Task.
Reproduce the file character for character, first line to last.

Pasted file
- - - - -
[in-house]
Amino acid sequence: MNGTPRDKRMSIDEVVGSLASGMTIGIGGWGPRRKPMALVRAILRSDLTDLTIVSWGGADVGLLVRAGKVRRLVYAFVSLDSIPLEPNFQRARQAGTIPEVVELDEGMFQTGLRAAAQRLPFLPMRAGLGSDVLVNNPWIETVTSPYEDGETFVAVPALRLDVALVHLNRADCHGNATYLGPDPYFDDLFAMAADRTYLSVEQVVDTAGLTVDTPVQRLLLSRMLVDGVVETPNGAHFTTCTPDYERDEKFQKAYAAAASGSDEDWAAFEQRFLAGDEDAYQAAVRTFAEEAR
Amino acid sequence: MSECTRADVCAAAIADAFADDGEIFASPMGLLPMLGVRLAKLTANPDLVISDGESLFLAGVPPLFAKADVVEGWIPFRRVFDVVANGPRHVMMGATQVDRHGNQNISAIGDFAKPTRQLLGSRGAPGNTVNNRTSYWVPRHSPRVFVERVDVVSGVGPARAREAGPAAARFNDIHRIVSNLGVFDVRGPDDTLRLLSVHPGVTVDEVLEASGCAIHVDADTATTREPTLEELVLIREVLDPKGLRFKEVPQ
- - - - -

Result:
[in-house]
Amino acid sequence: MNGTPRDKRMSIDEVVGSLASGMTIGIGGWGPRRKPMALVRAILRSDLTDLTIVSWGGADVGLLVRAGKVRRLVYAFVSLDSIPLEPNFQRARQAGTIPEVVELDEGMFQTGLRAAAQRLPFLPMRAGLGSDVLVNNPWIETVTSPYEDGETFVAVPALRLDVALVHLNRADCHGNATYLGPDPYFDDLFAMAADRTYLSVEQVVDTAGLTVDTPVQRLLLSRMLVDGVVETPNGAHFTTCTPDYERDEKFQKAYAAAASGSDEDWAAFEQRFLAGDEDAYQAAVRTFAEEAR
Amino acid sequence: MSECTRADVCAAAIADAFADDGEIFASPMGLLPMLGVRLAKLTANPDLVISDGESLFLAGVPPLFAKADVVEGWIPFRRVFDVVANGPRHVMMGATQVDRHGNQNISAIGDFAKPTRQLLGSRGAPGNTVNNRTSYWVPRHSPRVFVERVDVVSGVGPARAREAGPAAARFNDIHRIVSNLGVFDVRGPDDTLRLLSVHPGVTVDEVLEASGCAIHVDADTATTREPTLEELVLIREVLDPKGLRFKEVPQ